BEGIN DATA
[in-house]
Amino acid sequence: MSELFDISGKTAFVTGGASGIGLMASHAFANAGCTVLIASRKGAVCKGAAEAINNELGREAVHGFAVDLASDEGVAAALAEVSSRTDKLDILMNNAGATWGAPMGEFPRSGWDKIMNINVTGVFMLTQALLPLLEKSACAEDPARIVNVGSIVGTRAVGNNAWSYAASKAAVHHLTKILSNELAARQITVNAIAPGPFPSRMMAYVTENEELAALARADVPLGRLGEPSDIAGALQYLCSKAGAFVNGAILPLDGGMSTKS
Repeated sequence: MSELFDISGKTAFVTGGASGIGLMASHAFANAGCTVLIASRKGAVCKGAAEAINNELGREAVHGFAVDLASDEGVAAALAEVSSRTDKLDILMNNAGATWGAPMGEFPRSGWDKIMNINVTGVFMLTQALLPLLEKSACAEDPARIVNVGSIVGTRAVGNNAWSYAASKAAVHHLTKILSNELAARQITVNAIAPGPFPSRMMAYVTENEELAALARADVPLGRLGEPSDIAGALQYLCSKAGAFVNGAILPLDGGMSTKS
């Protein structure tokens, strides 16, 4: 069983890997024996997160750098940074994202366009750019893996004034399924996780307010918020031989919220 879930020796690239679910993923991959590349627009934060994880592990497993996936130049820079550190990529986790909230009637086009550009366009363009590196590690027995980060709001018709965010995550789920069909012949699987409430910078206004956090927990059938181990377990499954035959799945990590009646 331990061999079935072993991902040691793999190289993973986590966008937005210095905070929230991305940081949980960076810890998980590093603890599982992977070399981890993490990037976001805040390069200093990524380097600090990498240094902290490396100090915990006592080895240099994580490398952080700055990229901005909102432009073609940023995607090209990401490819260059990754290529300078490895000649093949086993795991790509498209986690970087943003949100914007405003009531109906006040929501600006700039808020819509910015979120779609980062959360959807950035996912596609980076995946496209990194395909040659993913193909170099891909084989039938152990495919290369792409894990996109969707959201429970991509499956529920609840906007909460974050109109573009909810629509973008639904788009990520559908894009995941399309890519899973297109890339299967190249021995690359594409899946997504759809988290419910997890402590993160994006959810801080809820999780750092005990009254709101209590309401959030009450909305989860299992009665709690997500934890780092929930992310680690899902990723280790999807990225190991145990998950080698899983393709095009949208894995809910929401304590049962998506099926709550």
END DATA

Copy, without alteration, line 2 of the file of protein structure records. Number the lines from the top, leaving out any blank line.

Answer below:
Amino acid sequence: MSELFDISGKTAFVTGGASGIGLMASHAFANAGCTVLIASRKGAVCKGAAEAINNELGREAVHGFAVDLASDEGVAAALAEVSSRTDKLDILMNNAGATWGAPMGEFPRSGWDKIMNINVTGVFMLTQALLPLLEKSACAEDPARIVNVGSIVGTRAVGNNAWSYAASKAAVHHLTKILSNELAARQITVNAIAPGPFPSRMMAYVTENEELAALARADVPLGRLGEPSDIAGALQYLCSKAGAFVNGAILPLDGGMSTKS